Blood is the most important fluid in the human body. The normal blood contains from about five million red blood cells to six million, in each cubic millimeter. The blood of women contains slightly less than that of men. The body of a woman is smaller and needs fewer red blood cells. Red blood cells grow in the bone marrow. The blood contains fluid matter called plasma which contains some solid substances that settle out, leaving the serum. An examination of the blood is a vital part of any complete physical examination. The doctor may obtain the blood from a puncture of the ear or finger or by putting a needle into a vein. He counts the red blood cells, the white blood cells and the blood platelets; he may determine the amount of sugar or protein in the blood as a whole; he detects the amount of hemoglobin, or red coloring matter. The blood carries the anti-substances against infections, it provides the tissues with oxygen and nutrients and it carries waste matter to the kidneys, where such waste matter is eliminated. It is also responsible for carrying the hormones, or substances of the glands of internal secretion, to various parts of the body. The total amount of blood is equal to about one-thirteenth of the body weight. Of this 78 per cent is water and 22 per cent solid.*12/318/5*
Folklore is replete with suggestions on how to curb snoring, including sleeping on a wooden pillow, as do the Japanese, or having someone whistle near the snorer’s ear. One suggestion frequently proposed is to sew a tennis ball or some other object into the pajamas in order to prevent snorers from sleeping on their backs. Nearly two hundred antisnoring devices have been patented in a vain effort to squelch the problem. These inventions—mostly commercial variations on old folk remedies— range from mouth gags, muzzles, and chin straps to nasal tubes and neck collars to prevent the neck from kinking. Other, somewhat more elaborate methods which have been tried (and have largely failed) include amputation of the uvula (a small fleshy extension of the soft palate, just above the root of the tongue), which was standard operating procedure a century ago, and injection of paraffin or some other hardening agent into the soft palate to make it resistant to vibration.*143\226\8*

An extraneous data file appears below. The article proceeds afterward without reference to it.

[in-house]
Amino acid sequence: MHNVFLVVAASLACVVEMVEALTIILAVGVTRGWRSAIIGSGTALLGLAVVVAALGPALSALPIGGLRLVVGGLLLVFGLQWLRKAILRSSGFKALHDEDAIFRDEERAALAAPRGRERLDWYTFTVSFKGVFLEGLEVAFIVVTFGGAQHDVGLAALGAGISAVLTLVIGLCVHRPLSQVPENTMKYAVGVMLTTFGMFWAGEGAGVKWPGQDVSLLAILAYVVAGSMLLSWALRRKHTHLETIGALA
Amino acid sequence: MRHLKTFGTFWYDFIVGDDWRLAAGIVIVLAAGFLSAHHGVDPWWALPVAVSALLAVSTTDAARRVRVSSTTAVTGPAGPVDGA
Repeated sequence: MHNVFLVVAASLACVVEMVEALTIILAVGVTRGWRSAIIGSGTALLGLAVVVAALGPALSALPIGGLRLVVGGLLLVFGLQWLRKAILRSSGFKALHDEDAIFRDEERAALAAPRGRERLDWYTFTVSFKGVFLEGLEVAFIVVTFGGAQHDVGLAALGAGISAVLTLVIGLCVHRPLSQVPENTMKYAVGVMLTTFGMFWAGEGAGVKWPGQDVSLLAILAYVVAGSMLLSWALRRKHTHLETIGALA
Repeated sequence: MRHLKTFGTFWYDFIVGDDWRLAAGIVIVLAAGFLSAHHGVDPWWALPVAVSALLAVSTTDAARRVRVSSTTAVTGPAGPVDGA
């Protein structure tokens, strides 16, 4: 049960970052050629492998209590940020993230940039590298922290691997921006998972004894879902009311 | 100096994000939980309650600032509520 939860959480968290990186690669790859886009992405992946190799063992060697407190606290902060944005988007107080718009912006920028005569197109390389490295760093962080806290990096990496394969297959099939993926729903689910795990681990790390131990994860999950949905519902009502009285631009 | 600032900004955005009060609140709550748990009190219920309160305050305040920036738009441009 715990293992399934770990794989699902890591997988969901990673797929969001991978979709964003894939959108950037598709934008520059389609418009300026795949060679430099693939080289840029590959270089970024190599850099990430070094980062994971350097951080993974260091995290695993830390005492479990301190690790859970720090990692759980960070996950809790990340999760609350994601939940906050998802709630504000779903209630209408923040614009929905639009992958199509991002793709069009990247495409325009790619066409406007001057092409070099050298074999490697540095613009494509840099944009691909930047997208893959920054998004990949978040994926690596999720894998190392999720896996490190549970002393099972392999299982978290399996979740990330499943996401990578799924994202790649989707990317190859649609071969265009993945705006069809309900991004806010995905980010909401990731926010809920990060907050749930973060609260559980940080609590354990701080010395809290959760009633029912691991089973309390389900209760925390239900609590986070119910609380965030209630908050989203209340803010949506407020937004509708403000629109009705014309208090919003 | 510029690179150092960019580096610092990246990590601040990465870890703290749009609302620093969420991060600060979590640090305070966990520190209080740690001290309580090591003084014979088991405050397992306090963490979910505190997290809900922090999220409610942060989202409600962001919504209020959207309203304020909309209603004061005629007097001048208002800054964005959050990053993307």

HEADACHES THAT ARE NOT MIGRAINE: TRIGEMINAL NEURALGIA, CERVICAL SPINE AND CHINESE RESTAURANT SYNDROME
Trigeminal neuralgiaThis affects people in the second half of life, affecting women twice as frequently as men. It consists of paroxysms of severe shooting or stabbing pains on one side of the face which are brought on by shaving, eating, talking, or cold draughts. The painful spasms may last only a few seconds but can recur frequently.
The cervical spineAbnormalities of this bone in the neck are often said to be the cause of headache. In fact this is the case much less commonly than supposed; anyone over the age of 50 years may have X-ray changes in the cervical spine but this does not necessarily mean they are the cause of the headaches.There are many other less common causes of headache which come on after certain types of food but are not migrainous or allergic.
The Chinese restaurant syndromeThe symptoms come on within half an hour of starting a Chinese meal. Although headache, affecting chiefly the temples and forehead, is a feature, the chief complaints are of a feeling of tightness or pressure over the face and chest.The offending substance has been found to be a chemical called monosodium glutamate. This compound is added to food to bring out its taste and the reason why Chinese food is often the culprit is because this substance is regularly added in relatively large quantities. It has also been found that three grams is enough to bring on the symptoms in susceptible subjects, particularly on an empty stomach. The syndrome is therefore more likely to occur after soup than after more solid food (absorption of the substance then being less rapid).